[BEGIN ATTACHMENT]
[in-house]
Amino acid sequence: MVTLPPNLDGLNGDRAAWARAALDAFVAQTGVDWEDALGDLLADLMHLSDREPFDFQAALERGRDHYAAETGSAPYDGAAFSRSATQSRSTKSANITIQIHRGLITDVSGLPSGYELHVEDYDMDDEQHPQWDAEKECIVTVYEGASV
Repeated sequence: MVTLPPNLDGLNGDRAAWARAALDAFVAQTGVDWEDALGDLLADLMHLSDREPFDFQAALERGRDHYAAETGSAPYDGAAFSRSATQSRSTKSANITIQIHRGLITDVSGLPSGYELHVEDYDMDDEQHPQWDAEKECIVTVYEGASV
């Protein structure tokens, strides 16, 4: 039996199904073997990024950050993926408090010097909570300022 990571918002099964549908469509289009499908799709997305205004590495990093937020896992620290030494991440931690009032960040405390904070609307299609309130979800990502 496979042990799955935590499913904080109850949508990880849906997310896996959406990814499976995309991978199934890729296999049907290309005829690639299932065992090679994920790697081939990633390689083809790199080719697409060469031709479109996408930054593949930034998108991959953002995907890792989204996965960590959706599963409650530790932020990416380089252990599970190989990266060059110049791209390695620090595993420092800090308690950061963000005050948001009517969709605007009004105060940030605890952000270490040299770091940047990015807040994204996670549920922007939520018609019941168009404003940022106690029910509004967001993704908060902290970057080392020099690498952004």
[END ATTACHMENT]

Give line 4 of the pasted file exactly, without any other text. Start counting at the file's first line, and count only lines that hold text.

């Protein structure tokens, strides 16, 4: 039996199904073997990024950050993926408090010097909570300022 990571918002099964549908469509289009499908799709997305205004590495990093937020896992620290030494991440931690009032960040405390904070609307299609309130979800990502 496979042990799955935590499913904080109850949508990880849906997310896996959406990814499976995309991978199934890729296999049907290309005829690639299932065992090679994920790697081939990633390689083809790199080719697409060469031709479109996408930054593949930034998108991959953002995907890792989204996965960590959706599963409650530790932020990416380089252990599970190989990266060059110049791209390695620090595993420092800090308690950061963000005050948001009517969709605007009004105060940030605890952000270490040299770091940047990015807040994204996670549920922007939520018609019941168009404003940022106690029910509004967001993704908060902290970057080392020099690498952004």